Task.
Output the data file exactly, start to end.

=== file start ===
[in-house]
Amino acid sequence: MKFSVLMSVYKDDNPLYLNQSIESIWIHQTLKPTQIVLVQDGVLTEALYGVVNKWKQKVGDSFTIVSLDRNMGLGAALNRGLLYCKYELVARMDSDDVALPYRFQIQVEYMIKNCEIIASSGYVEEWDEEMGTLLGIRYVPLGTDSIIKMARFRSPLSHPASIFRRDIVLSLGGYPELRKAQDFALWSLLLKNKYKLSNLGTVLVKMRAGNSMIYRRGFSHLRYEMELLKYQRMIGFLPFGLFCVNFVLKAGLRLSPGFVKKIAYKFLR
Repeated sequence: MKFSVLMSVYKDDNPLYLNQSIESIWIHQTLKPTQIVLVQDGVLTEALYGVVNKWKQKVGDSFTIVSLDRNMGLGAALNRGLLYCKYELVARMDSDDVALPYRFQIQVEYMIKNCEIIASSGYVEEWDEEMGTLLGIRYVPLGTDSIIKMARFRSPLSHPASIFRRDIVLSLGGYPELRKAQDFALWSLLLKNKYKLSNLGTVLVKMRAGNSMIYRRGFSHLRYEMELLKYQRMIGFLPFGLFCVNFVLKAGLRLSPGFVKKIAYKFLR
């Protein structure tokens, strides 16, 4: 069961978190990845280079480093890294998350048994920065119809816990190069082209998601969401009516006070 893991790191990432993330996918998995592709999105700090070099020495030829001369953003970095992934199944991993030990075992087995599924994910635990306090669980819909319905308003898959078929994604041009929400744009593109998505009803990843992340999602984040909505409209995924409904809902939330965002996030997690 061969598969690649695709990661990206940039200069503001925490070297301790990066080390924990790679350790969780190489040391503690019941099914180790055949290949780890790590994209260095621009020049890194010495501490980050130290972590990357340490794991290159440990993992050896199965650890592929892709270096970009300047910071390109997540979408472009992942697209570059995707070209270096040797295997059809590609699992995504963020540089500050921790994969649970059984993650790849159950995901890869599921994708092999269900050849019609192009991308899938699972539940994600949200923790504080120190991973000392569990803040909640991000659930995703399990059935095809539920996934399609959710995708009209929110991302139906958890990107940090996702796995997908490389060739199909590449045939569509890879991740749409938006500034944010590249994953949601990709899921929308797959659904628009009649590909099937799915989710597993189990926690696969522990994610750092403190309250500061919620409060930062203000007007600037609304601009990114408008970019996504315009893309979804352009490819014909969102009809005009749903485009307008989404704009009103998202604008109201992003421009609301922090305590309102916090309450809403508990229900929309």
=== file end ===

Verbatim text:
[in-house]
Amino acid sequence: MKFSVLMSVYKDDNPLYLNQSIESIWIHQTLKPTQIVLVQDGVLTEALYGVVNKWKQKVGDSFTIVSLDRNMGLGAALNRGLLYCKYELVARMDSDDVALPYRFQIQVEYMIKNCEIIASSGYVEEWDEEMGTLLGIRYVPLGTDSIIKMARFRSPLSHPASIFRRDIVLSLGGYPELRKAQDFALWSLLLKNKYKLSNLGTVLVKMRAGNSMIYRRGFSHLRYEMELLKYQRMIGFLPFGLFCVNFVLKAGLRLSPGFVKKIAYKFLR
Repeated sequence: MKFSVLMSVYKDDNPLYLNQSIESIWIHQTLKPTQIVLVQDGVLTEALYGVVNKWKQKVGDSFTIVSLDRNMGLGAALNRGLLYCKYELVARMDSDDVALPYRFQIQVEYMIKNCEIIASSGYVEEWDEEMGTLLGIRYVPLGTDSIIKMARFRSPLSHPASIFRRDIVLSLGGYPELRKAQDFALWSLLLKNKYKLSNLGTVLVKMRAGNSMIYRRGFSHLRYEMELLKYQRMIGFLPFGLFCVNFVLKAGLRLSPGFVKKIAYKFLR
């Protein structure tokens, strides 16, 4: 069961978190990845280079480093890294998350048994920065119809816990190069082209998601969401009516006070 893991790191990432993330996918998995592709999105700090070099020495030829001369953003970095992934199944991993030990075992087995599924994910635990306090669980819909319905308003898959078929994604041009929400744009593109998505009803990843992340999602984040909505409209995924409904809902939330965002996030997690 061969598969690649695709990661990206940039200069503001925490070297301790990066080390924990790679350790969780190489040391503690019941099914180790055949290949780890790590994209260095621009020049890194010495501490980050130290972590990357340490794991290159440990993992050896199965650890592929892709270096970009300047910071390109997540979408472009992942697209570059995707070209270096040797295997059809590609699992995504963020540089500050921790994969649970059984993650790849159950995901890869599921994708092999269900050849019609192009991308899938699972539940994600949200923790504080120190991973000392569990803040909640991000659930995703399990059935095809539920996934399609959710995708009209929110991302139906958890990107940090996702796995997908490389060739199909590449045939569509890879991740749409938006500034944010590249994953949601990709899921929308797959659904628009009649590909099937799915989710597993189990926690696969522990994610750092403190309250500061919620409060930062203000007007600037609304601009990114408008970019996504315009893309979804352009490819014909969102009809005009749903485009307008989404704009009103998202604008109201992003421009609301922090305590309102916090309450809403508990229900929309």